A Calendar of Sonnets: November
This is the treacherous month when autumn days
With summer's voice come bearing summer's gifts.
Beguiled, the pale down-trodden aster lifts
Her head and blooms again.
The soft, warm haze
Makes moist once more the sere and dusty ways,
And, creeping through where dead leaves lie in drifts,
The violet returns.
Snow noiseless sifts
Ere night, an icy shroud, which morning's rays
Willidly shine upon and slowly melt,
Too late to bid the violet live again.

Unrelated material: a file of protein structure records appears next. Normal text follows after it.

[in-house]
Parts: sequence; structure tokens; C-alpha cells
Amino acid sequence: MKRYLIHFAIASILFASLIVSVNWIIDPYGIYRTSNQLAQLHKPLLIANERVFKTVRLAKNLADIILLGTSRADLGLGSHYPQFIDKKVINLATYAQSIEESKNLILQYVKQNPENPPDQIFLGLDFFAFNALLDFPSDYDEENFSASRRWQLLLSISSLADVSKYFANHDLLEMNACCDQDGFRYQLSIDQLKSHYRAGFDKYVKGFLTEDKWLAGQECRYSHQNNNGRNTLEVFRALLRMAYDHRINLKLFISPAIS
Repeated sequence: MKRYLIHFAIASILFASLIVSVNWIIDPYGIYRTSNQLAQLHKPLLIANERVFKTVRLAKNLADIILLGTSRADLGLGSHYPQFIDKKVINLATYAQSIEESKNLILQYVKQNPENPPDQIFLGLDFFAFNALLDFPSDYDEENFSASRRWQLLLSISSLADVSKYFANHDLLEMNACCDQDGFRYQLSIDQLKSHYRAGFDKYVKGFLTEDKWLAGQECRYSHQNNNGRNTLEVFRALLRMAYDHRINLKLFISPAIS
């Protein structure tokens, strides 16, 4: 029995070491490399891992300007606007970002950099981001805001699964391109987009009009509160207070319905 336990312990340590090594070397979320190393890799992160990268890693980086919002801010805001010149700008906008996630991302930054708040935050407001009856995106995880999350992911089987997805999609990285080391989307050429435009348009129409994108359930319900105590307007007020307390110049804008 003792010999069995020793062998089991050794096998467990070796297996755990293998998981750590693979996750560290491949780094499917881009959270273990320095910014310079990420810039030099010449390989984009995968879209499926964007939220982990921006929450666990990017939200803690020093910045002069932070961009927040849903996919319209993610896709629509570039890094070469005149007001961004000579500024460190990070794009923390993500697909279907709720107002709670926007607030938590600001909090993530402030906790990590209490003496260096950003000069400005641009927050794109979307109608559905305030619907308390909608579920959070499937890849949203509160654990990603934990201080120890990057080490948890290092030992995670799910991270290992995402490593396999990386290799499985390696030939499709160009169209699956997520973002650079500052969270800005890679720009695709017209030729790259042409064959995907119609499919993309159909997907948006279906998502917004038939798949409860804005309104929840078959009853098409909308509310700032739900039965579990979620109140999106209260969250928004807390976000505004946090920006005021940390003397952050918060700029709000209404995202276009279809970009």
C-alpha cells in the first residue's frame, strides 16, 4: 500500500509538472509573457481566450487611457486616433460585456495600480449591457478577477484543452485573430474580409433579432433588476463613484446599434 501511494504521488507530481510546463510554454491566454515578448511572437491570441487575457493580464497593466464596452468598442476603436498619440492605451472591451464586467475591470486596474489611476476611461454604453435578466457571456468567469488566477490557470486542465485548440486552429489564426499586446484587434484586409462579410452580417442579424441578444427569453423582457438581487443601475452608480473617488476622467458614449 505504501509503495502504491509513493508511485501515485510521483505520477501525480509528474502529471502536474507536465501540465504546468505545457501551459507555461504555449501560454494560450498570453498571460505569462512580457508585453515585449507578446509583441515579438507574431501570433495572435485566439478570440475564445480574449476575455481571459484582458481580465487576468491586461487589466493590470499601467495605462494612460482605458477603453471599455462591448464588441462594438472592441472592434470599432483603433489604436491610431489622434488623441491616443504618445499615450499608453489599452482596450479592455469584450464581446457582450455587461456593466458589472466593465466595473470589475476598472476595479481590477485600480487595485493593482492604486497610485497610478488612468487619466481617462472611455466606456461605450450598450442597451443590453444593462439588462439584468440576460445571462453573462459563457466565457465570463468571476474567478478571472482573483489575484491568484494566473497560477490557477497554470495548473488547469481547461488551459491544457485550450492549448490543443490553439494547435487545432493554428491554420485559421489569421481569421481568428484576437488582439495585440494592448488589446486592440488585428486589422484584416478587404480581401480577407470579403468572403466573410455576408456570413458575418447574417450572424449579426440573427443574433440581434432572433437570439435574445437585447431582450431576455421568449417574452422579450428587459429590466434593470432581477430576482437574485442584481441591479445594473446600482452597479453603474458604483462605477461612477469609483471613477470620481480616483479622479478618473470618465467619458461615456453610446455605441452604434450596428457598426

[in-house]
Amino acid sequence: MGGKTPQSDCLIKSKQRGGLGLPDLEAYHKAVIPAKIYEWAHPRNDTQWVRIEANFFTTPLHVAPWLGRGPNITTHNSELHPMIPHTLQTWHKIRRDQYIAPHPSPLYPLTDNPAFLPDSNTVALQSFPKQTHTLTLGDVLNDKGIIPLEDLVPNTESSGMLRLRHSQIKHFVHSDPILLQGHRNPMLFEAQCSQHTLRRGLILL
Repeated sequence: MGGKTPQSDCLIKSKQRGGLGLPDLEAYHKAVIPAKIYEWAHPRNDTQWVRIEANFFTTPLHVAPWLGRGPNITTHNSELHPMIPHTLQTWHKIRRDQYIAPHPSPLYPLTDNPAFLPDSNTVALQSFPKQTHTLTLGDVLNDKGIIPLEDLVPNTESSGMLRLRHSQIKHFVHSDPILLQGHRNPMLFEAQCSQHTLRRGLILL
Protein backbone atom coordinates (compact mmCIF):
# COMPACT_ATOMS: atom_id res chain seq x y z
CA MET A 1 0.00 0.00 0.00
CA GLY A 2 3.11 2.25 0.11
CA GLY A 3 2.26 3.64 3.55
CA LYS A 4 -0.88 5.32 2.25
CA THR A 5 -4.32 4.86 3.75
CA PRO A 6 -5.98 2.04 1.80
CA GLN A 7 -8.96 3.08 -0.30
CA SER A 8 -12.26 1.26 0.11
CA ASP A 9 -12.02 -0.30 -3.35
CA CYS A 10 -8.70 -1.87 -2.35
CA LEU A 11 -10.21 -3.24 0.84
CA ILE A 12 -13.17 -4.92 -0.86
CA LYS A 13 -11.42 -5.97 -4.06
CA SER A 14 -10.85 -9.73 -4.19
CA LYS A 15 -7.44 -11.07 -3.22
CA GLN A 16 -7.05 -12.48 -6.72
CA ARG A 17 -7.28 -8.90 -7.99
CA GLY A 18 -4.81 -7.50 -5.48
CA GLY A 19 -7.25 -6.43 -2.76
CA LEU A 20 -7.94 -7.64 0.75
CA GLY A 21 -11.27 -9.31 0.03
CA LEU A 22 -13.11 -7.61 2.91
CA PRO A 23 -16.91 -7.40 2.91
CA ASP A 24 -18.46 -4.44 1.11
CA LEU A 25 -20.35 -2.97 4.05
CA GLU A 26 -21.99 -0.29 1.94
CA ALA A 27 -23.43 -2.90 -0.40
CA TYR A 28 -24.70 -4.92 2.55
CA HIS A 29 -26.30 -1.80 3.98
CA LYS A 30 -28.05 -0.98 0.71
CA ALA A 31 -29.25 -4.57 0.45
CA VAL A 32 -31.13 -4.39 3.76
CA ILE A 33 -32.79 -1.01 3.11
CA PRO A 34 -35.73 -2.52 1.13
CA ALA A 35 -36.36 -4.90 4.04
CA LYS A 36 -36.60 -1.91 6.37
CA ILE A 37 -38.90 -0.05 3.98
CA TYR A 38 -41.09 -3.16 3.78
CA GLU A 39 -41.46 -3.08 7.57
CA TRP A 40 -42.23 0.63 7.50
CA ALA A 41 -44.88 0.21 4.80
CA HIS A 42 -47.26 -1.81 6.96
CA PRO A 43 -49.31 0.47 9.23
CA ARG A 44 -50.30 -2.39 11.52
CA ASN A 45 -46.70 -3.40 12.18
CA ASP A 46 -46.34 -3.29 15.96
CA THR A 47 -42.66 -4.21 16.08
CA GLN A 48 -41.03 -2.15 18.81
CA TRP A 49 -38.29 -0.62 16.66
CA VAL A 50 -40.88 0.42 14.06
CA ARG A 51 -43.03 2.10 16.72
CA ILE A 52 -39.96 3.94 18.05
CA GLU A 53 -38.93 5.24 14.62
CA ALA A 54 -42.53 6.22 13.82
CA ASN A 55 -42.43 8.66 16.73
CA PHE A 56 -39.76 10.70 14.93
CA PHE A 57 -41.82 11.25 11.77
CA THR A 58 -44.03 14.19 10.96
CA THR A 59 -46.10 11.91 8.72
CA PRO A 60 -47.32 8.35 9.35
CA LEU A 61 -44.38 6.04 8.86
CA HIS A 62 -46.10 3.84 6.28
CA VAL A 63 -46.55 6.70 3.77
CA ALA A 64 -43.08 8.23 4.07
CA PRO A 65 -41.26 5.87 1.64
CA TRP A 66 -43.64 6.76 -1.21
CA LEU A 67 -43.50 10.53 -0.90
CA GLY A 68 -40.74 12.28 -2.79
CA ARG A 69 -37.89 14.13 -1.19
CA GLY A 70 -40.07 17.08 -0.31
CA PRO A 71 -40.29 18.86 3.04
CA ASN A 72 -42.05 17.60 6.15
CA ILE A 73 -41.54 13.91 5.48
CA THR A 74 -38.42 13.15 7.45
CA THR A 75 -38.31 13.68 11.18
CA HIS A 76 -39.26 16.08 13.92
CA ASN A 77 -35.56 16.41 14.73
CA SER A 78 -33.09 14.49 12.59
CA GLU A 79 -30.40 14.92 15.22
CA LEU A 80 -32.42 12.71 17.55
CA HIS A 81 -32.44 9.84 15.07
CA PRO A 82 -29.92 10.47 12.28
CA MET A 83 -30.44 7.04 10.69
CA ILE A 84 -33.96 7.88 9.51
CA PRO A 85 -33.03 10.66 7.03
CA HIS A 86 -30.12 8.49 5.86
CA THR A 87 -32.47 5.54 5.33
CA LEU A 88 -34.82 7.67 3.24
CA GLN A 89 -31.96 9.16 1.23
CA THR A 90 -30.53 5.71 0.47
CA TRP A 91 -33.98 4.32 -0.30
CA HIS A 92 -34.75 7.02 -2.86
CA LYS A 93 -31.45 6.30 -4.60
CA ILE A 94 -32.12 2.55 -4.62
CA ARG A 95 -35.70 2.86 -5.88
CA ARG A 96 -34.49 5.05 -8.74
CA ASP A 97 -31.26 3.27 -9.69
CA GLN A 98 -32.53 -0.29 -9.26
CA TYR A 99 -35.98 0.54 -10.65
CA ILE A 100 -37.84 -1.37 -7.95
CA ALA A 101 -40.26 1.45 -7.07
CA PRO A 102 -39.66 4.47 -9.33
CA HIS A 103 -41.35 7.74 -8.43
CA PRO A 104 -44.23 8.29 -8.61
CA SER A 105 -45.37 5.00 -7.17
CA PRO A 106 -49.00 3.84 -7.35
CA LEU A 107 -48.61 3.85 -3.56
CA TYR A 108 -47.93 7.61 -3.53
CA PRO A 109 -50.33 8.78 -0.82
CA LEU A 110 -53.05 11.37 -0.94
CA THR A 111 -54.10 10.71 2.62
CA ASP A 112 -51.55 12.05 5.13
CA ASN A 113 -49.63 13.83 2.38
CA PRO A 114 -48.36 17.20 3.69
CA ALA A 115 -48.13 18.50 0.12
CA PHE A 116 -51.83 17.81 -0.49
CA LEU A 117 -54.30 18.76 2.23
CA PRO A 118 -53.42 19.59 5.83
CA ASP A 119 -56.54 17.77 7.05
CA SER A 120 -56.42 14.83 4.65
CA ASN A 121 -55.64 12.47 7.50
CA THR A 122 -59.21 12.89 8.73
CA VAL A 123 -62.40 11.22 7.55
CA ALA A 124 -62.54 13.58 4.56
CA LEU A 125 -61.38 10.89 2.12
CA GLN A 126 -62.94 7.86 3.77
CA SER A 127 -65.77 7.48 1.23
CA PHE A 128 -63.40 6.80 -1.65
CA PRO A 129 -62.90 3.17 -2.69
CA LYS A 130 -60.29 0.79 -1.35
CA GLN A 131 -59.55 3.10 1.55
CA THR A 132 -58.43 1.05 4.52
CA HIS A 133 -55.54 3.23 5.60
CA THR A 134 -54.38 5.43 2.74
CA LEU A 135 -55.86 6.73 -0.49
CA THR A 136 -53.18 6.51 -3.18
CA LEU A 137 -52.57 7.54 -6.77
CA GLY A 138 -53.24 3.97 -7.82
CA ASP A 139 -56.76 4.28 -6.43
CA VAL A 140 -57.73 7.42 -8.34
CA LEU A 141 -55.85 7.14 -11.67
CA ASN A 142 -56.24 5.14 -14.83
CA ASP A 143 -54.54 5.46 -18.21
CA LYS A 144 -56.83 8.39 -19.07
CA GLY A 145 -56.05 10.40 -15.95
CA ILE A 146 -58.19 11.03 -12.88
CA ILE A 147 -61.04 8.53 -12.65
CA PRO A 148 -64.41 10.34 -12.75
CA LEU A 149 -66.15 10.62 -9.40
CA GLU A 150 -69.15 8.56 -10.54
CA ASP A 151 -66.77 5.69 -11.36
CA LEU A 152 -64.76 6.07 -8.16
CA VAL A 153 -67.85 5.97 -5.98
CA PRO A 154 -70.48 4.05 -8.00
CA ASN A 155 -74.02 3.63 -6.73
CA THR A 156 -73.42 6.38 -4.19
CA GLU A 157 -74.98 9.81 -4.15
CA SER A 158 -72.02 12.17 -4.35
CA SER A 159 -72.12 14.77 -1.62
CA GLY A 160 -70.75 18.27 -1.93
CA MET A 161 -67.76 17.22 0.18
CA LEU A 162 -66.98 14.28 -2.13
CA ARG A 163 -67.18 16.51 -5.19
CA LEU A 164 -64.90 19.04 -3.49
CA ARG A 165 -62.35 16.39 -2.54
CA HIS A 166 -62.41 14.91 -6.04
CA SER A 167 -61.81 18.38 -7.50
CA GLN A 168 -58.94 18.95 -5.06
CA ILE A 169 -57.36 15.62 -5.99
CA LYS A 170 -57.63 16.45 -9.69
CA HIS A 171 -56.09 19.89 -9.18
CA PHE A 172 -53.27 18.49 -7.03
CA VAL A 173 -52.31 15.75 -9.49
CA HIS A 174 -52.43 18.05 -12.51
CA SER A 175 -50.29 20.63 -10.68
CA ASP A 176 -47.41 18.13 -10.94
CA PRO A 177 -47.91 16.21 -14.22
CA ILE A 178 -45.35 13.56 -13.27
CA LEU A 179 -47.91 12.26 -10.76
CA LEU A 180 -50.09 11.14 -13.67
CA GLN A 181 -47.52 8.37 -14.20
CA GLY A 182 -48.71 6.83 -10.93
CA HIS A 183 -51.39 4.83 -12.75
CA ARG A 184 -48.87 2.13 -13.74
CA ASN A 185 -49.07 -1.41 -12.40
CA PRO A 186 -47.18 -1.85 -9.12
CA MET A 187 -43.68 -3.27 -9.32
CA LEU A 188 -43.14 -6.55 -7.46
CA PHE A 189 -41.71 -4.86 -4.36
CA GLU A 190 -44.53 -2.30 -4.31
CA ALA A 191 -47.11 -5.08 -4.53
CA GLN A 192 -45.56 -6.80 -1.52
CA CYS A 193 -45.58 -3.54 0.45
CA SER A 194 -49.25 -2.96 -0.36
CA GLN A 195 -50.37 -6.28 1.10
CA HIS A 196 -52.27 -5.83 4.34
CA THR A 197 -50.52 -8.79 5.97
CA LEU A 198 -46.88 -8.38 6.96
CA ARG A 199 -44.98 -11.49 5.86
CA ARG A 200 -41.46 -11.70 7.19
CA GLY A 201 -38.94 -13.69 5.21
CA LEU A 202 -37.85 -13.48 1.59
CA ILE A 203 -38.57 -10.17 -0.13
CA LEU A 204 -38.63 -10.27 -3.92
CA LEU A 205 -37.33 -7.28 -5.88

The treachery, at last, too late, is plain;
Bare are the places where the sweet flowers dwelt.
What joy sufficient hath November felt?
What profit from the violet's day of pain?
Helen Hunt Jackson
| Best Poems | Short Poems
Email Poem |
More Poems by Helen Hunt Jackson
Comments, Analysis, and Meaning on A Calendar of Sonnets: November
Provide your analysis, explanation, meaning, interpretation, and comments on the poem A Calendar of Sonnets: November here.
Commenting turned off, sorry.